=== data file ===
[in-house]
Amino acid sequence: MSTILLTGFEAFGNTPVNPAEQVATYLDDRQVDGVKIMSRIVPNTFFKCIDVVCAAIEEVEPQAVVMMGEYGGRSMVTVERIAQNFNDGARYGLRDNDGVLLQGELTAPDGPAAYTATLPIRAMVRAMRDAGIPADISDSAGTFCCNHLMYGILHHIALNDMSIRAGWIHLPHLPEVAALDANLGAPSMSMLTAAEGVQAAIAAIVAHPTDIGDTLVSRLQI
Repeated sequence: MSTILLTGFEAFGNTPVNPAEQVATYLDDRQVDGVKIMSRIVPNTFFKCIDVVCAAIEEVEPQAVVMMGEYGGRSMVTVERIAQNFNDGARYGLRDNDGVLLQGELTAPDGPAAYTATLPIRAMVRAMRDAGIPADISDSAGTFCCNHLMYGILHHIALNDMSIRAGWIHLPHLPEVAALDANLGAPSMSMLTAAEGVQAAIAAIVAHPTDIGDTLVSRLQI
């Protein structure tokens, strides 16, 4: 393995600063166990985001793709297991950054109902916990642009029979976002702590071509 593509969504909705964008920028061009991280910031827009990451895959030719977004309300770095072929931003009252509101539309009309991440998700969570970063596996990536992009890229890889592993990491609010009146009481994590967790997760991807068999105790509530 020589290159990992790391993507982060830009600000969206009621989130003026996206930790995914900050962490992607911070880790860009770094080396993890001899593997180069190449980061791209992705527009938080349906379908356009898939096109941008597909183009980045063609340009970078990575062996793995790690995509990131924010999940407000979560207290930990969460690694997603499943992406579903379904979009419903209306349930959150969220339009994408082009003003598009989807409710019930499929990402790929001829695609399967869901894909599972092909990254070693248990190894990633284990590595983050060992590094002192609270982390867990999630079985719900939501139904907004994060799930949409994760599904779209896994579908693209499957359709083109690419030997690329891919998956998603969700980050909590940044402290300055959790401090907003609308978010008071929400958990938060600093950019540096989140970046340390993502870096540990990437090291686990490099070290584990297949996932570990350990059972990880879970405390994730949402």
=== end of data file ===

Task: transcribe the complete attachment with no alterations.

[in-house]
Amino acid sequence: MSTILLTGFEAFGNTPVNPAEQVATYLDDRQVDGVKIMSRIVPNTFFKCIDVVCAAIEEVEPQAVVMMGEYGGRSMVTVERIAQNFNDGARYGLRDNDGVLLQGELTAPDGPAAYTATLPIRAMVRAMRDAGIPADISDSAGTFCCNHLMYGILHHIALNDMSIRAGWIHLPHLPEVAALDANLGAPSMSMLTAAEGVQAAIAAIVAHPTDIGDTLVSRLQI
Repeated sequence: MSTILLTGFEAFGNTPVNPAEQVATYLDDRQVDGVKIMSRIVPNTFFKCIDVVCAAIEEVEPQAVVMMGEYGGRSMVTVERIAQNFNDGARYGLRDNDGVLLQGELTAPDGPAAYTATLPIRAMVRAMRDAGIPADISDSAGTFCCNHLMYGILHHIALNDMSIRAGWIHLPHLPEVAALDANLGAPSMSMLTAAEGVQAAIAAIVAHPTDIGDTLVSRLQI
């Protein structure tokens, strides 16, 4: 393995600063166990985001793709297991950054109902916990642009029979976002702590071509 593509969504909705964008920028061009991280910031827009990451895959030719977004309300770095072929931003009252509101539309009309991440998700969570970063596996990536992009890229890889592993990491609010009146009481994590967790997760991807068999105790509530 020589290159990992790391993507982060830009600000969206009621989130003026996206930790995914900050962490992607911070880790860009770094080396993890001899593997180069190449980061791209992705527009938080349906379908356009898939096109941008597909183009980045063609340009970078990575062996793995790690995509990131924010999940407000979560207290930990969460690694997603499943992406579903379904979009419903209306349930959150969220339009994408082009003003598009989807409710019930499929990402790929001829695609399967869901894909599972092909990254070693248990190894990633284990590595983050060992590094002192609270982390867990999630079985719900939501139904907004994060799930949409994760599904779209896994579908693209499957359709083109690419030997690329891919998956998603969700980050909590940044402290300055959790401090907003609308978010008071929400958990938060600093950019540096989140970046340390993502870096540990990437090291686990490099070290584990297949996932570990350990059972990880879970405390994730949402």